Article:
Like asking senior citizens to take a driving test to get relicensed, some hospitals take on a controversial policy that requires older physicians to undergo fitness-for-duty evaluations to receive medical staff privileges, drawing questions as to whether it discriminates against senior-aged doctors.
About 5 percent of hospitals have age-based medical staff policies, according to Jonathan Burroughs, president and CEO of The Burroughs Healthcare Consulting Network in New Hampshire and contributor to the Hospital Impact blog. Burroughs recommended that hospitals require senior citizen doctors over the age of 70 who specialize in vocational or occupational medicine to undergo an evaluation during their annual renewal of privileges, American Medical News reported.
With more than half (52 percent) of physicians saying their retirement plans have changed since the recession hit, according to a Jackson & Coker survey last year, more physicians are practicing for longer these days. The decline of physical and cognitive abilities associated with age could have patient safety repercussions.
Although some physicians acknowledge the demands of practice and the limitations of age, some physicians may be resistant to give up working partly or completely. And when that's the case, it can fall on the hospital to take action.
"When there's a potential impairment that's not caused anyone harm, the solution too often is to turn the other way and hope nothing bad happens," Burroughs said. "If someone's starting to struggle, why not reach out to them and help them?"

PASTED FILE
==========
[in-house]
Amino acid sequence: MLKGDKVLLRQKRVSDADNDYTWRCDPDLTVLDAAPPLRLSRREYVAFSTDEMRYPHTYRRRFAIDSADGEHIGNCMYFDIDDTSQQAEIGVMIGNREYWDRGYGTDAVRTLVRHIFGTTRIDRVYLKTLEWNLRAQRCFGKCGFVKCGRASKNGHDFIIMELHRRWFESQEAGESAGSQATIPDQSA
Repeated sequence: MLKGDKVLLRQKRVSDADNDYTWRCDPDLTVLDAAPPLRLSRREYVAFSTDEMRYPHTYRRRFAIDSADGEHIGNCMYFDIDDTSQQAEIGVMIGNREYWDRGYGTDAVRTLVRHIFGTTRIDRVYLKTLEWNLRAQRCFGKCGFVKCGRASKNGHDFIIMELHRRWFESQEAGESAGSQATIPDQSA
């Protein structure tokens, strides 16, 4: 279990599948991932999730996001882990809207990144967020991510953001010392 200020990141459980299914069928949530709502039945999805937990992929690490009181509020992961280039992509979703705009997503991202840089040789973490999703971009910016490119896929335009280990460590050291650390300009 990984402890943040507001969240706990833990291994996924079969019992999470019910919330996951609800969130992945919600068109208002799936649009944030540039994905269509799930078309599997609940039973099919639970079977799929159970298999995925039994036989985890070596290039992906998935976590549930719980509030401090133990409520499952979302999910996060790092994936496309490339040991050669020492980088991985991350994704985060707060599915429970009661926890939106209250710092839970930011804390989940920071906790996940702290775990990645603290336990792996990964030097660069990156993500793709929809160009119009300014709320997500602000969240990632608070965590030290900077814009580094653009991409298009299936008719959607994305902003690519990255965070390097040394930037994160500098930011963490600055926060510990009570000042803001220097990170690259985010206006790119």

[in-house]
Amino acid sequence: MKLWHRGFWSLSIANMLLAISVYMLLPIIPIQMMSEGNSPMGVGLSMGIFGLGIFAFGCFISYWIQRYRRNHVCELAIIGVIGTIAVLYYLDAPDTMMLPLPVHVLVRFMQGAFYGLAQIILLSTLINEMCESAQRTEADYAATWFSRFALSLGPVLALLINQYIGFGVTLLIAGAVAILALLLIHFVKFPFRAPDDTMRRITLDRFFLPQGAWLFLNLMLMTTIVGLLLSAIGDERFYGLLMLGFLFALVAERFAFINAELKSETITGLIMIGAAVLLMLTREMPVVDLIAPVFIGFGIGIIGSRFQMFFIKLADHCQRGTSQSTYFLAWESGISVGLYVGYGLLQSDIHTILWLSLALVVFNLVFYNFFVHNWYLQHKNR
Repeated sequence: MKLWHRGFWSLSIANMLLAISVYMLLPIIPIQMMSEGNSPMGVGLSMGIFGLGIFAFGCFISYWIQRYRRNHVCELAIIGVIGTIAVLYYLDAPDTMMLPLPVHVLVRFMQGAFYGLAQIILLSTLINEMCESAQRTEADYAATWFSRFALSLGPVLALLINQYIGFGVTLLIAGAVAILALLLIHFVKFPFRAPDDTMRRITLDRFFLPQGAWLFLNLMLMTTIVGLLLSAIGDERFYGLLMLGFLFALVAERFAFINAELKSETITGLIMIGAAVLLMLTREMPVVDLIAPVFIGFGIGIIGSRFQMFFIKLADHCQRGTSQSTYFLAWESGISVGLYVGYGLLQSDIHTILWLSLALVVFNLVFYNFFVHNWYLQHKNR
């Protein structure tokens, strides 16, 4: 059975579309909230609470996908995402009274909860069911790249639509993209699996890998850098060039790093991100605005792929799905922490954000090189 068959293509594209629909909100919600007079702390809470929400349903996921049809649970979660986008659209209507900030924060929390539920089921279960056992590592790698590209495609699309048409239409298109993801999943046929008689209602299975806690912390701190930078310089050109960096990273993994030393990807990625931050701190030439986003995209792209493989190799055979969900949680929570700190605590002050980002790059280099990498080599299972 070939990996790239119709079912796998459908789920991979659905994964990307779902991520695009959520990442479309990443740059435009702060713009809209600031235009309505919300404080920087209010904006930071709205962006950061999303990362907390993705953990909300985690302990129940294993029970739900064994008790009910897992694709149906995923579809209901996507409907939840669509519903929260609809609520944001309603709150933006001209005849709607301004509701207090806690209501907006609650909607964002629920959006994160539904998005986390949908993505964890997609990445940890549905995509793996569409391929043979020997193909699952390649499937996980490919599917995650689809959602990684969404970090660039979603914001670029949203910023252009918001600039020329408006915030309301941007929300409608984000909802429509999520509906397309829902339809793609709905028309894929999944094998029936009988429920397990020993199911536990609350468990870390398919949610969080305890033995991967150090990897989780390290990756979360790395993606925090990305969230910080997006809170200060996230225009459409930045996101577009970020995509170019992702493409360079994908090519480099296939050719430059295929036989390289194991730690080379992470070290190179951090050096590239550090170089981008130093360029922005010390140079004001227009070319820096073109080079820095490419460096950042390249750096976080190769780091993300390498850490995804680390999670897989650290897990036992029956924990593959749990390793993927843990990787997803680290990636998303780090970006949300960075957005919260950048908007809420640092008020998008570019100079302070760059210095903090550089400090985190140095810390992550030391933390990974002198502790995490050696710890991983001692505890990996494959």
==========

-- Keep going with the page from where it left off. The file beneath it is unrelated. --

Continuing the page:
Many of the doctors who are referred for competency evaluations by state medical boards and physician wellness committees are in their late 50s and early 60s, William Norcross, a geriatrician and executive director of the Physician Assessment and Clinical Education Program at the University of California, San Diego, said in the amednews article.
In addition to either recommending or mandating evaluations, hospitals can use other methods including focused professional practice evaluation (FPPE) and ongoing professional practice evaluation (OPPE) to ensure physicians are competent.
But it needn't take a lot of time. For instance, FPPE, now in its fifth year since The Joint Commission announced the medical staff rule, can pull from metrics that hospitals are already collecting, such as case reviews, core measures and complications, Rick Sheff, principal and chief medical officer of The Greeley Company in Massachusetts, noted Thursday in Medical Staff Leader Connection.
For more information:
- read the amednews article
- here's the Medical Staff Leader Connection column
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